Announcement

Collapse
No announcement yet.

More Rounds At Trials

Collapse

Unconfigured Ad Widget

Collapse
X
 
  • Filter
  • Time
  • Show
Clear All
new posts

  • #46
    Re: More Rounds At Trials

    While I don't disagree with this sentiment, I still question the need for all these rounds. How many athletes--really--will have met the relevant qualifying standards in these events? My hunch: not nearly enough to justify all this busywork.

    Comment


    • #47
      Re: More Rounds At Trials

      I agree with Kuha, why have all these rounds if most of the athletes do not have an A standard? My god, there use to be a time in the not-so-distant-past when the top 3 finished and you knew they were on the team. Now, you need the equivalent of the 'Bulletin of the American Mathematical Society' to figure out who is on the team. There is way too much pork! Perhaps the Republicans are in charge of the OTs?

      Comment


      • #48
        Re: More Rounds At Trials

        You'll not see a reduction in the number of rounds at the OT for the most elemental of reasons: it has become a significant cash cow.

        Another salient point to consider is that a longer meet generates more TV and that's good for the sport. (To say nothing but good for the stay-at-homes, who if they went back to the old 1-day OT would get a 2-hour production that showed a handful of events. Be careful what you wish for.)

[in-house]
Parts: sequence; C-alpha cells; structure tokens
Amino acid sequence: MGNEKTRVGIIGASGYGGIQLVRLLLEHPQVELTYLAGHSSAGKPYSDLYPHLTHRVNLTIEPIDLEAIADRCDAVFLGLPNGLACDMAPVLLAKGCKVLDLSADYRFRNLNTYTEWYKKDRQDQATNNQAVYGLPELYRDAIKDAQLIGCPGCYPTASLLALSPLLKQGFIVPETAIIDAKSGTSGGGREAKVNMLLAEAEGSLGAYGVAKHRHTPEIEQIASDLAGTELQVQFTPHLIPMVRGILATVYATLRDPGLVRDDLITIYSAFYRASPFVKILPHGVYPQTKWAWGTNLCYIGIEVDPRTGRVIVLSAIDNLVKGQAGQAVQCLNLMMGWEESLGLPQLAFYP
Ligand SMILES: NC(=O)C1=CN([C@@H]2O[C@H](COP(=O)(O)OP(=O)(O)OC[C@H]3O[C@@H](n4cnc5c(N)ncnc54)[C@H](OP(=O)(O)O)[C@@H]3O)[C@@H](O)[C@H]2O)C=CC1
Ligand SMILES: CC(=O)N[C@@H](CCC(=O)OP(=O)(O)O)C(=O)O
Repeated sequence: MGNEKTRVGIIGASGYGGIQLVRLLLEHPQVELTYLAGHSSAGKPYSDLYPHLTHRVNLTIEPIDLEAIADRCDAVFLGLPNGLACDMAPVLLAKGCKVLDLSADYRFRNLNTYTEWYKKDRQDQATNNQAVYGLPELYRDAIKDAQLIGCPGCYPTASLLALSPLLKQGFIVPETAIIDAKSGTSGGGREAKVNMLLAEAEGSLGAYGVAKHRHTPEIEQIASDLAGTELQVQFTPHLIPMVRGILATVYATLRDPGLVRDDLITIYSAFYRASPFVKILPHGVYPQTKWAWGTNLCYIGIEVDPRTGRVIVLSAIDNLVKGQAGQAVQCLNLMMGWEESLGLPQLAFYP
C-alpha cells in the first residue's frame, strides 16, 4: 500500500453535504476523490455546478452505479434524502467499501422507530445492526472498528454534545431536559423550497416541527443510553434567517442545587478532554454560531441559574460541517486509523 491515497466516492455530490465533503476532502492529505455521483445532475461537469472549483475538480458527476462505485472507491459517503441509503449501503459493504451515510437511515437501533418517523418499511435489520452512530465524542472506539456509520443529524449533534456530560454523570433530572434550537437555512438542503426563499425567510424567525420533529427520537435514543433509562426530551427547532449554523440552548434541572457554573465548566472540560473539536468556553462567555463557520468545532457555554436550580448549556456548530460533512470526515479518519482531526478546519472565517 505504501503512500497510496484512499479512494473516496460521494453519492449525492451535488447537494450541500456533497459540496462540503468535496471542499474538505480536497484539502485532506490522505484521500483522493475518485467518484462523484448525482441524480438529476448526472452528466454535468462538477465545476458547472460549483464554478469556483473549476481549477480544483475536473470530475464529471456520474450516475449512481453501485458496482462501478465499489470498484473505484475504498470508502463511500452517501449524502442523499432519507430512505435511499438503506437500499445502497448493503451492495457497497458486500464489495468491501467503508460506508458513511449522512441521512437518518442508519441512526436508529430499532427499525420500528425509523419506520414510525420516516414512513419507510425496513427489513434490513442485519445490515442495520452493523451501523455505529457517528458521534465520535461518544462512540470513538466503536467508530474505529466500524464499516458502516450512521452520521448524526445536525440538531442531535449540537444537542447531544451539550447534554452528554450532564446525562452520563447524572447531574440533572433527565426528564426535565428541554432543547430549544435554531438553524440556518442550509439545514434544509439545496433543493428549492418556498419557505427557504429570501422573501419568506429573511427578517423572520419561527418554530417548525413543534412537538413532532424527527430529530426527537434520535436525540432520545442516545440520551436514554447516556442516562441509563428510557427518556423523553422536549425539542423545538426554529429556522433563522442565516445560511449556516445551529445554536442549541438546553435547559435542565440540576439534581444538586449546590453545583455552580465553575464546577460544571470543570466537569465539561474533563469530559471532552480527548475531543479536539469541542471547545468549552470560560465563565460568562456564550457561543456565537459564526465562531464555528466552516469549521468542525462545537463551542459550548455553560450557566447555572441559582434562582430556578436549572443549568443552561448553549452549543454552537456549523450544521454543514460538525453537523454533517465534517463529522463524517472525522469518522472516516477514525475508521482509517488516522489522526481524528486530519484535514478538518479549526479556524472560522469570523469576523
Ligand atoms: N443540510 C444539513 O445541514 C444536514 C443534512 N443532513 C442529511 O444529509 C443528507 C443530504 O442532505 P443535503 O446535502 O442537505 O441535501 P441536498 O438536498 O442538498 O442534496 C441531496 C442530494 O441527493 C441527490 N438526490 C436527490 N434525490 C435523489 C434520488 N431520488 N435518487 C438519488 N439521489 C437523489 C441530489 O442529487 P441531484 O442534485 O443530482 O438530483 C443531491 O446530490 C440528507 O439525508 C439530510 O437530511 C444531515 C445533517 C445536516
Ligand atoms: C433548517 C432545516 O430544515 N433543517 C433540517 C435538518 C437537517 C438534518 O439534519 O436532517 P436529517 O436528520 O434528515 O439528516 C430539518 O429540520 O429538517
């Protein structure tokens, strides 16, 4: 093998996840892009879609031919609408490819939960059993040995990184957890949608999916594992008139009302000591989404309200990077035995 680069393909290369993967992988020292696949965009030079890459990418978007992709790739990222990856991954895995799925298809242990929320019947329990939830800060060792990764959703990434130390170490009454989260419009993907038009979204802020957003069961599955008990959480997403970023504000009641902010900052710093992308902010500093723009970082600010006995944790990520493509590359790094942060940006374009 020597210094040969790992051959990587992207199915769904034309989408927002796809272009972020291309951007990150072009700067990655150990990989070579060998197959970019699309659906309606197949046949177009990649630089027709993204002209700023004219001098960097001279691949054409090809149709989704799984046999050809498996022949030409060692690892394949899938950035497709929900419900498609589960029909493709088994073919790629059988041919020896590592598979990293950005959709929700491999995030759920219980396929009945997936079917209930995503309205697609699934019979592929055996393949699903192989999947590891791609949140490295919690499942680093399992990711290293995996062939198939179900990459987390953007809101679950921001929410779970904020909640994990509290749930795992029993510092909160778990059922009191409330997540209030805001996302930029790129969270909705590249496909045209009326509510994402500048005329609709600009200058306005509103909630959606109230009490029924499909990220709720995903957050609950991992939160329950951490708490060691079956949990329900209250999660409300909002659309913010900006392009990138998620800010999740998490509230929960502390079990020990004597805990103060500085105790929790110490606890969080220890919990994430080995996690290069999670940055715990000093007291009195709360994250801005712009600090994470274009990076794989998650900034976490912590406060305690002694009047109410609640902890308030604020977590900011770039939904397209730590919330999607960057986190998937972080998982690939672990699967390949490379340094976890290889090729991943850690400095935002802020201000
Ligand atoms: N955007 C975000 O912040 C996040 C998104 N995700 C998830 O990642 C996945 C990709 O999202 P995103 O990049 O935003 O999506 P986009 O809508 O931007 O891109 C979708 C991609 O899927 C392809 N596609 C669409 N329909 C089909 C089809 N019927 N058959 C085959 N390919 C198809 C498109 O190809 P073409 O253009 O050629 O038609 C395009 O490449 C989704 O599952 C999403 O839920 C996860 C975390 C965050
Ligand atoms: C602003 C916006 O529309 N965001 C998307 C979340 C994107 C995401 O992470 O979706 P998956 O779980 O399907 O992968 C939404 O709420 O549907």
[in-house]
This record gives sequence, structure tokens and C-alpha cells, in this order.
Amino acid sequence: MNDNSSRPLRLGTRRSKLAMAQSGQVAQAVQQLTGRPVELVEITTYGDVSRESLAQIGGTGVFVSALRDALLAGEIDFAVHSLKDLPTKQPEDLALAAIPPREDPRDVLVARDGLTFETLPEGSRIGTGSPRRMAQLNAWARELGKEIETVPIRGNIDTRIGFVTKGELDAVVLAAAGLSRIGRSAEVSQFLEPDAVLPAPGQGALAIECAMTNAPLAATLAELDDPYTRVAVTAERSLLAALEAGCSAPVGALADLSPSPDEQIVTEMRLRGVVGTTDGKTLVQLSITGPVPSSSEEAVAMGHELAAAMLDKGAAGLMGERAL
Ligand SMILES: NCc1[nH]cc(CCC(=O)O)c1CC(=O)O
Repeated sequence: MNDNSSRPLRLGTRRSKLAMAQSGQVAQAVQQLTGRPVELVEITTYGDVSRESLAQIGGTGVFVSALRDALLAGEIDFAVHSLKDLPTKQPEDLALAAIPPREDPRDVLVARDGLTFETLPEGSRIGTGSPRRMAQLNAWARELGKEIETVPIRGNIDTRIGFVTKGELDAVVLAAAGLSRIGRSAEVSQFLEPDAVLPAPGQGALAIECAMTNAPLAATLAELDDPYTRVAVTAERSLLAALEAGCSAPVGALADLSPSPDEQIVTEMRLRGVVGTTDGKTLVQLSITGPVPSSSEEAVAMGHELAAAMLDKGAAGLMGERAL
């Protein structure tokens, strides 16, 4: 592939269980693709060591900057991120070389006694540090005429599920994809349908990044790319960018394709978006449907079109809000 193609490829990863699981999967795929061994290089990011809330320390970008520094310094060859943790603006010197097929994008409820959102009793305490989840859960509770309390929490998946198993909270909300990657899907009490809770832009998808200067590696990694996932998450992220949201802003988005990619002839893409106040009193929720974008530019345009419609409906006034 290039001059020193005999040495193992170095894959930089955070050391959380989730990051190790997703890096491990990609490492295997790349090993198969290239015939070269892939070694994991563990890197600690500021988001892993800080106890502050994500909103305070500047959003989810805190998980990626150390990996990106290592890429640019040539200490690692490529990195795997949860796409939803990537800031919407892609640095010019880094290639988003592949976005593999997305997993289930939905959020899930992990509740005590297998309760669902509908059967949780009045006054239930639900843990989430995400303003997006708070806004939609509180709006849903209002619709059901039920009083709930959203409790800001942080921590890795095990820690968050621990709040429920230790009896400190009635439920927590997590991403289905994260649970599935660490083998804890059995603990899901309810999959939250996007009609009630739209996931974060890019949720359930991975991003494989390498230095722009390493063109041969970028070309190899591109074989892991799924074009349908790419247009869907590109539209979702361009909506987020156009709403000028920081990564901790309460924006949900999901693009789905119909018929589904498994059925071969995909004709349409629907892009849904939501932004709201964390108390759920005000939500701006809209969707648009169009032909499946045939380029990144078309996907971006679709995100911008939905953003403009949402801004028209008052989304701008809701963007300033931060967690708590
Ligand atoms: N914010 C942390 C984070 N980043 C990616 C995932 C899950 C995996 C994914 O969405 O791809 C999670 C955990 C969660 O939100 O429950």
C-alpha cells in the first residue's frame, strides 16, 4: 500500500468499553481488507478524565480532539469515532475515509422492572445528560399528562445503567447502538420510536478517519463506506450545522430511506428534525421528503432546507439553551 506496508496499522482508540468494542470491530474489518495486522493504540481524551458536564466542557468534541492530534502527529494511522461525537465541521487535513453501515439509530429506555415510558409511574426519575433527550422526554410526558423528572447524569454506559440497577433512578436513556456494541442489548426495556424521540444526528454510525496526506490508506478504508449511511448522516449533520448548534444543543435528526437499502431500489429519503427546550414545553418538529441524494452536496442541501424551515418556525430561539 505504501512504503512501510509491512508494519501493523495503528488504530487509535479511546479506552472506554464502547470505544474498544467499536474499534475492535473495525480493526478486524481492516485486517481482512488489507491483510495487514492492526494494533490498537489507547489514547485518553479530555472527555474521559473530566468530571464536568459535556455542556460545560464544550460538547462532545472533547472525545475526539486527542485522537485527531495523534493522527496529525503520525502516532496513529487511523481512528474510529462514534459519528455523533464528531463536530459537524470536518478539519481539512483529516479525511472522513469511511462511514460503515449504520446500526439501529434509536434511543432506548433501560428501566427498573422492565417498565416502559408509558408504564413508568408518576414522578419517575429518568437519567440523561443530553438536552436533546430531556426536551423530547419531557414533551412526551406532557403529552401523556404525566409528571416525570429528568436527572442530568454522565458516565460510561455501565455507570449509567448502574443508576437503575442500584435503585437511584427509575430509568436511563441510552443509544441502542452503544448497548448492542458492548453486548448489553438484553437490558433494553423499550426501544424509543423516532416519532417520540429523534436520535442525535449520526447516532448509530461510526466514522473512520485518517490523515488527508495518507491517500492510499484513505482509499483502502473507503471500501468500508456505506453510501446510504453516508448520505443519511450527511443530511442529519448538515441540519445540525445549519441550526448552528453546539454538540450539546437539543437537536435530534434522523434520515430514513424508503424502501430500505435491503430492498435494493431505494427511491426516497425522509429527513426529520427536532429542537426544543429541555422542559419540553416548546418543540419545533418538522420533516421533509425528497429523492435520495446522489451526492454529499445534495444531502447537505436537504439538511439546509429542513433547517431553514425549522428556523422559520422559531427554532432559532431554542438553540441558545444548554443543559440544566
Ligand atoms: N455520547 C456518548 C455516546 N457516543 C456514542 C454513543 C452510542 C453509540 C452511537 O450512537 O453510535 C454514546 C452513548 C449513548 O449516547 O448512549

Comment


        • #49
          Re: More Rounds At Trials

          "a longer meet generates more TV and that's good for the sport."

          With all due respect, I don't buy it. Since when does QUANTITY equal QUALITY? By this measure, EVERY marathon should be roughly 420 times as exciting as ANY 100 meter sprint. I think not. There's NO way that the televising of umpteen heats (most probably only 2/3s full and only minimally meaningful) will make for exciting TV. It will not: all but hardcore fans will very quickly flip the channel. I could see a truly great 2-1/2 hour recap of the whole meet, with highlights of the best prelims and all (or nearly so) of the finals. Anything beyond this will be fluff and padding. And, as far as the fans go: I, for one, quit going to the Trials after '92. It's just too much time away from work--too many hotel and food bills--to be remotely justified by a week's worth of (in)action. Sorry, but that big fat turkey won't fly.